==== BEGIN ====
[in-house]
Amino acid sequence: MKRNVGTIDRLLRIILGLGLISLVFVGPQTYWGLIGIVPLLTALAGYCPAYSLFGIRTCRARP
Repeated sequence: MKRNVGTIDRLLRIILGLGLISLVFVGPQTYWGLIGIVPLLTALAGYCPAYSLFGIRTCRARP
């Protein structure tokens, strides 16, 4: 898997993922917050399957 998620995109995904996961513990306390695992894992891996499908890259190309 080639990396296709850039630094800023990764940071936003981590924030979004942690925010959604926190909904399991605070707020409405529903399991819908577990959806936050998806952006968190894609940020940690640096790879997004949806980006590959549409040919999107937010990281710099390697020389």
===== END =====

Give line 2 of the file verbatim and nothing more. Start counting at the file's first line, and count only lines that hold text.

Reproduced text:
Amino acid sequence: MKRNVGTIDRLLRIILGLGLISLVFVGPQTYWGLIGIVPLLTALAGYCPAYSLFGIRTCRARP